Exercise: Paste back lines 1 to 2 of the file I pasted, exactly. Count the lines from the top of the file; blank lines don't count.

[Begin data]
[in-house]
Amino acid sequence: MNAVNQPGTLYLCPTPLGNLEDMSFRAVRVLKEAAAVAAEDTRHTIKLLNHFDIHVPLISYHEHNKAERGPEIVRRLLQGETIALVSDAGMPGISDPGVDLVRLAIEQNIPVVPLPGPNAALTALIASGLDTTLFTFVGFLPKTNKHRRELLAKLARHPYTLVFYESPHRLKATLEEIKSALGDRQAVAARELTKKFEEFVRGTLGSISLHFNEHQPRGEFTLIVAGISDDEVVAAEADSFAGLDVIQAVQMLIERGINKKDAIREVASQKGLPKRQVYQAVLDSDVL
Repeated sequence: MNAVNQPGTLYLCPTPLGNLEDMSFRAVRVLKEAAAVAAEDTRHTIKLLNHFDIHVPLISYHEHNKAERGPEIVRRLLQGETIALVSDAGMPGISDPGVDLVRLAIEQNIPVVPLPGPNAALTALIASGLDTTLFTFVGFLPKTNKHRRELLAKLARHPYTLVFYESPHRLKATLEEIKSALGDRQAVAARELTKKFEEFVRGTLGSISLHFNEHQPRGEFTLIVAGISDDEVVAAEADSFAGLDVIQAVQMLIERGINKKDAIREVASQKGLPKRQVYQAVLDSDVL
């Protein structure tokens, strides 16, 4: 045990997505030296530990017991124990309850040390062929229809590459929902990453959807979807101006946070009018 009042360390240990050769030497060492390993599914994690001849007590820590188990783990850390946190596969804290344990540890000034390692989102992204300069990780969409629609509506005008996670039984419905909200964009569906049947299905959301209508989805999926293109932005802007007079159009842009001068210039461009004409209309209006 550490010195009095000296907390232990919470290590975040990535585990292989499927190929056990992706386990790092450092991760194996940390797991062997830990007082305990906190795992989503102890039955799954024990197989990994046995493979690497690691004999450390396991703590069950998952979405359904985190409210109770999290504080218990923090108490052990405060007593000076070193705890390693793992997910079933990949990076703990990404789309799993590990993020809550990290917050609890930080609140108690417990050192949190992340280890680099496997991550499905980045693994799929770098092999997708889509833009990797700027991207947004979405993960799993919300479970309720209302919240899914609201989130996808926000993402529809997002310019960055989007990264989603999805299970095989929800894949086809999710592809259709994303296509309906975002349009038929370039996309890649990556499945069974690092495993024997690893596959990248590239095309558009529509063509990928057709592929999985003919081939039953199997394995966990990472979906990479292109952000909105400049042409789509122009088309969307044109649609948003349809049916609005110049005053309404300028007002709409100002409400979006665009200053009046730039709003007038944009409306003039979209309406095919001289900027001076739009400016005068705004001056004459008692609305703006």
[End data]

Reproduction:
[in-house]
Amino acid sequence: MNAVNQPGTLYLCPTPLGNLEDMSFRAVRVLKEAAAVAAEDTRHTIKLLNHFDIHVPLISYHEHNKAERGPEIVRRLLQGETIALVSDAGMPGISDPGVDLVRLAIEQNIPVVPLPGPNAALTALIASGLDTTLFTFVGFLPKTNKHRRELLAKLARHPYTLVFYESPHRLKATLEEIKSALGDRQAVAARELTKKFEEFVRGTLGSISLHFNEHQPRGEFTLIVAGISDDEVVAAEADSFAGLDVIQAVQMLIERGINKKDAIREVASQKGLPKRQVYQAVLDSDVL